Former Landfill Becomes Wetland

Former Landfill Brings Three Pillars of Sustainability Concept to Life

By Michael Pollard, PE, ENV SP

Today, projects that manage the quantity and quality of urban runoff must be viewed in the larger context of respecting stormwater as a resource. Projects that do this result in multiple benefits to the communities in which they are located.

Site of the Rory Shaw Wetland Park prior to construction.

A portion of the landfill prior to construction.

A perfect example is in Los Angeles County’s San Fernando Valley, where plans are underway to transform the site of what was once a 46-acre, inert material landfill into a multi-purpose stormwater management facility.

Known as the Rory M. Shaw Wetland Park, the project embodies the ever-evolving concept of sustainability by respecting the environment, the economy, and society for the benefit of current and future generations. The project is introducing a host of social and municipal benefits: flood risk management, improved watershed health, groundwater recharge, active and passive park space, increased wildlife habitat, and educational opportunities. It is one of several projects in the Sun Valley Watershed Master Plan that recently received the Institute for Sustainable Infrastructure’s (ISI) Envision™ Platinum Award.

Psomas is the prime consultant responsible for the overall project design and direction of the consultant team, working with Christine Wartman, the Los Angeles County project manager.

Environmental Benefits

The underlying purpose of the project is cleaning up urban runoff, improving the quality of local receiving waters, and increasing flood protection. The project went further by selecting a former landfill site and repurposing it to feature a “green”, native-habitat-rich treatment approach. Environmental benefits of the project include:

Stormwater capture and pretreatment: To provide relief to a community that regularly floods when it rains, runoff will be captured from a 929-acre tributary area in the Sun Valley Watershed and collected in a 21-acre detention basin.

Stormwater Detention: The detention basin will provide improved flood protection with a storage capability of approximately 400 acre-feet.

Constructed Treatment Wetlands: Pre-treated stormwater will be pumped through a series of two wetlands to provide physical removal of pollutants via filtration and settling and biological removal through natural processes. The wetlands will also provide valuable habitat for migrating waterfowl and other wildlife.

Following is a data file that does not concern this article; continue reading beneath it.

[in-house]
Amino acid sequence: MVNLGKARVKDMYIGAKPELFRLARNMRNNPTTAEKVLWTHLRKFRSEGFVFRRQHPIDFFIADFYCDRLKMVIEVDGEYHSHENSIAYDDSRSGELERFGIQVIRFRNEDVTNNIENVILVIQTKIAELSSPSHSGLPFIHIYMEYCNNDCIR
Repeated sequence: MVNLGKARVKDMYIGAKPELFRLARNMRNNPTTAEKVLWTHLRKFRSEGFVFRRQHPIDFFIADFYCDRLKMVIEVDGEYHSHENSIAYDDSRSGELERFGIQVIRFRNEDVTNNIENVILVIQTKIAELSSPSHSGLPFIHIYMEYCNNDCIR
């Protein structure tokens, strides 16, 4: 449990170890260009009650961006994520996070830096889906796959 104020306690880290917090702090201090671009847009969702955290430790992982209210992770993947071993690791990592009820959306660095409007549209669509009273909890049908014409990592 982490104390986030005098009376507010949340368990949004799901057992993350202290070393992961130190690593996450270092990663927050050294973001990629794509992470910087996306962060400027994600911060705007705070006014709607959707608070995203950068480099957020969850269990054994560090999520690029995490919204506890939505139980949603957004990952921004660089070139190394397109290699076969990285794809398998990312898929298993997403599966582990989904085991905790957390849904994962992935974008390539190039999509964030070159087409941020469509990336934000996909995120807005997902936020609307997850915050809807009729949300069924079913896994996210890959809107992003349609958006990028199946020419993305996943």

Groundwater Replenishment: From the wetlands, treated stormwater will be pumped to an existing groundwater infiltration system, which will contribute to aquifer recharge thereby providing a future drinking water source.

news-insight-2015-feb-pollard-rswetland-news2Social and Economic Benefits

The project will result in important economic and social benefits to the neighboring community—the most obvious being the conversion of a former landfill into a beautiful community-serving amenity. The multi-use park will provide a wide range of recreational features, including new basketball courts, tennis courts, a soccer field, fitness stations, and trails, an amphitheater, and other amenities.

A host of short-term and long-term economic benefits will stem from the project, including job creation and increased local and regional property values.

The Rory Shaw Wetland Park exemplifies the balanced and systematic consideration of environmental, social, and economic objectives in a sustainable project that uses stormwater as a resource to benefit the local community for generations to come. This is a model that deserves replication across the nation.

Michael Pollard, PE, ENV SP, is the project manager for Psomas on the Rory Shaw Project.

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3 comments on “Former Landfill Becomes Wetland
  1. Ivan Weber says:

    Excellent thinking, Psomas experts, on the conversion of a nuisance landfill to an active wetlands complex! This has been ‘out there’ waiting, as a concept, for a long, long time. As you say, it deserves replication “across the nation,” if not the globe. In fact, I proposed such a move in Dalian, China, about 12 or 13 years ago. With China’s preponderance of organic waste, now augmented with undifferentiated plastic and paper refuse, topping with wetlands in a progressive set of cells is a really good approach to cleaning water, reducing air pollution, and creating urban amenities. Well done!


  2. Michael Pollard says:

    Thanks, Ivan! Psomas is thrilled to be involved in this project. Hats off to the County of Los Angeles for being such a forward thinking agency.

  3. John Hernandez says:

    When is the land fill starting the digs and by when will it be finished

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